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Children on the Front Lines: Responsibility to Protect (R2P) in the Israeli/ Palestinian Conflict
Children are disproportionally affected in violent conflict, are vulnerable to exploitation and lack protection when a state is failing in its responsibility to protect. In the Israeli/Palestinian conflict, children, particularly those living in Gaza, East Jerusalem, parts of West Bank are not only vulnerable during escalations but are subject to exploitation, detentions and severe security measures. Divisions over culpability have made the local representatives and the international community incapable or unwilling to take collective action to protect this most vulnerable population. Given the divisive international context, are there R2P tools that can be used effectively to enhance protection for children and teenagers in the Israeli/Palestinian conflict? The focus on the protection of children demonstrates: (1) the need to closely analyze current protection tools particularly under Pillar III of R2P, (2) the importance to eradicate unintended effects of protection efforts, and (3) the potential contribution of focus on children towards reaching a consensus on a protection regime.
The Myth of Protection: Gendering Protection under the Responsibility to Protect in Gaza
Although international norms on the Responsibility to Protect (R2P ), norms stemming from United Nations Security Council Resolution 1325 and the agenda of Women, Peace and Security (wps) have shifted the narrative from a state-centric to a human-centric approach to security, they have failed to intersect in the most difficult contexts. This paper examines the intersections between Pillar iii of R2P, Resolution 1325 and the agenda of wpswith a focus on protection in Gaza. Within the Gaza context, all authorities can be seen as failing in their responsibility to protect, however, no steps have been taken toward operationalisation of protection under R2P. Examining protection through a gendered lens provides a critical mirror of strategies of protection as well as a roadmap towards improvement. The article argues that R2P in combination with the agenda of wps provides a potential tool for constructing a consensus prioritising protection of civilians in the most difficult contexts.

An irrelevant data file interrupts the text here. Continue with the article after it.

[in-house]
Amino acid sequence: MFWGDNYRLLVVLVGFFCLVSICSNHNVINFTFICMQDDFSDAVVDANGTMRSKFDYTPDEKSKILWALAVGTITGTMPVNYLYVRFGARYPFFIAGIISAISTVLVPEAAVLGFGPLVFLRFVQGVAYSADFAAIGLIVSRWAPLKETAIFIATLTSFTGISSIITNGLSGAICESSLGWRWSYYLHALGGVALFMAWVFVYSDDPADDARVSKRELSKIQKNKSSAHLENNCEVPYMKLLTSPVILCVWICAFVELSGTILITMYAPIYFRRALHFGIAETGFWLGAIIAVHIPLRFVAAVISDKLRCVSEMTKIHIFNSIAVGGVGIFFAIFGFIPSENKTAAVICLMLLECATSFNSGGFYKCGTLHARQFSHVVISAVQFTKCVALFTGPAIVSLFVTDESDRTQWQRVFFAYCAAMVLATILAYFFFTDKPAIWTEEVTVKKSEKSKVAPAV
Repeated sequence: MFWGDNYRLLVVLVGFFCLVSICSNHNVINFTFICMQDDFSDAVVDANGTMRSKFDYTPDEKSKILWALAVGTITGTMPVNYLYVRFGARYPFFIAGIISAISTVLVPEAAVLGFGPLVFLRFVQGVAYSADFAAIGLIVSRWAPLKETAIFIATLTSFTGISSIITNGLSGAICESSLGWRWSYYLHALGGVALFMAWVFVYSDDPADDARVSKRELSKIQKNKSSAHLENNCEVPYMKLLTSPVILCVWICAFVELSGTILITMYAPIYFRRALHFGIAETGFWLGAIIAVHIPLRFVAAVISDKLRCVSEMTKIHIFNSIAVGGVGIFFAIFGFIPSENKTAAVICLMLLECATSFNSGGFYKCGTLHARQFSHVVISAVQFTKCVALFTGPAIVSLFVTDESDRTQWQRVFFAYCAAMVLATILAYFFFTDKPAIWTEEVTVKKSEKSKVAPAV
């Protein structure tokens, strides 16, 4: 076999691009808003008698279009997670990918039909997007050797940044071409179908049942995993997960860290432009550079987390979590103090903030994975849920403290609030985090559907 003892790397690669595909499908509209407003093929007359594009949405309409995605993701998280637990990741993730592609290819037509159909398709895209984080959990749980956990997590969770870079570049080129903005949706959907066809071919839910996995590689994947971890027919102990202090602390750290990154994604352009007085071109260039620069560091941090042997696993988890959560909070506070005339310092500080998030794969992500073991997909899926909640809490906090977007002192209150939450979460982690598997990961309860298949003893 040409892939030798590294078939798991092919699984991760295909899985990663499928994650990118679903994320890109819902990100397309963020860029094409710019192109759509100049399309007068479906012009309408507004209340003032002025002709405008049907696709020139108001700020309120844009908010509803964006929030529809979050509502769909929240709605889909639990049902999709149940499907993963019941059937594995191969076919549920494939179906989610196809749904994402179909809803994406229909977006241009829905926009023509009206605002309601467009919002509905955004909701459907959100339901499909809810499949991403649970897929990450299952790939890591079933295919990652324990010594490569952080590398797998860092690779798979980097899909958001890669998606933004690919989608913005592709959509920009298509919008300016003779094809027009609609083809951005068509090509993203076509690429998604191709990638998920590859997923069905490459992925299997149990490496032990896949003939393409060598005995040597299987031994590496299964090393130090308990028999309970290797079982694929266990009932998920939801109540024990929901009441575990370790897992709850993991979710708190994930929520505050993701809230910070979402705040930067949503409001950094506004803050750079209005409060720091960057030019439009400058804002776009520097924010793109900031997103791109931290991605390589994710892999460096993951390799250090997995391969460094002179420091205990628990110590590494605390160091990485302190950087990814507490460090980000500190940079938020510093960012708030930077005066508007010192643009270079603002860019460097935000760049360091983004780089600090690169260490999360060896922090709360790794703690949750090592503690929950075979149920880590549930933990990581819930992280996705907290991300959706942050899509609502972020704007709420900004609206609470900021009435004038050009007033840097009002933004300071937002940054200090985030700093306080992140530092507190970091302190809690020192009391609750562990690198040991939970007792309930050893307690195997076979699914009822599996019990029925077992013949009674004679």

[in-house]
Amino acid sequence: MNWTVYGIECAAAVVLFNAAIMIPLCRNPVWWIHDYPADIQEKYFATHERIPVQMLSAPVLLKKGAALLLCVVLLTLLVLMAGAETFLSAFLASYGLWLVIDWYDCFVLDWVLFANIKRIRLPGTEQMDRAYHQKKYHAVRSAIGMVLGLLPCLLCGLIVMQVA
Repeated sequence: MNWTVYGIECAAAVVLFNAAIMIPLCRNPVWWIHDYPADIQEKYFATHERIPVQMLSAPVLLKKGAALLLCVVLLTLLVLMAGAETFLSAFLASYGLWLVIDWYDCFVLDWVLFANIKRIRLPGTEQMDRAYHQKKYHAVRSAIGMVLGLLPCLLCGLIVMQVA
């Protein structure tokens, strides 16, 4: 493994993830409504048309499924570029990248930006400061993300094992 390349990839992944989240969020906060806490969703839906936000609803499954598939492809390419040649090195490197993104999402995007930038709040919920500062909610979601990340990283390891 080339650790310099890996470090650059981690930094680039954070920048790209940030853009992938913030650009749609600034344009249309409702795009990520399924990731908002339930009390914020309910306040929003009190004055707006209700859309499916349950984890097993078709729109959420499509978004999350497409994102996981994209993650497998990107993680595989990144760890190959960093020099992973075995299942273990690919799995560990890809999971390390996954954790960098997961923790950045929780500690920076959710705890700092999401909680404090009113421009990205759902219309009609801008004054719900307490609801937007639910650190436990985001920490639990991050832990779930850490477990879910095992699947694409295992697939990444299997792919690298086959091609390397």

Mediating among Mediators: Building a Consensus in Multilateral Interventions
The conditions under which multilateral international intervention are effective in ending a violent conflict is a critical question for scholars and practitioners. Scholarly studies have demonstrated the importance of a united intervention but have been in disagreement over the effectiveness of neutral versus partisan intervention. This article examines the conditions under which mediators construct a consensus on the type of intervention process. What are the factors that enable a consensus on a neutral versus a partisan intervention? Distinguishing between four types of international intervention processes – united-neutral, united-partisan, divided-partisan, and divided neutral and partisan intervention – this article argues that it is a united intervention, whether united partisan or united-neutral, that contributes to creating leverage on conflicting parties to end a conflict. The article examines consensus building among mediators within two divergent case studies: Northern Ireland and Bosnia and Herzegovina.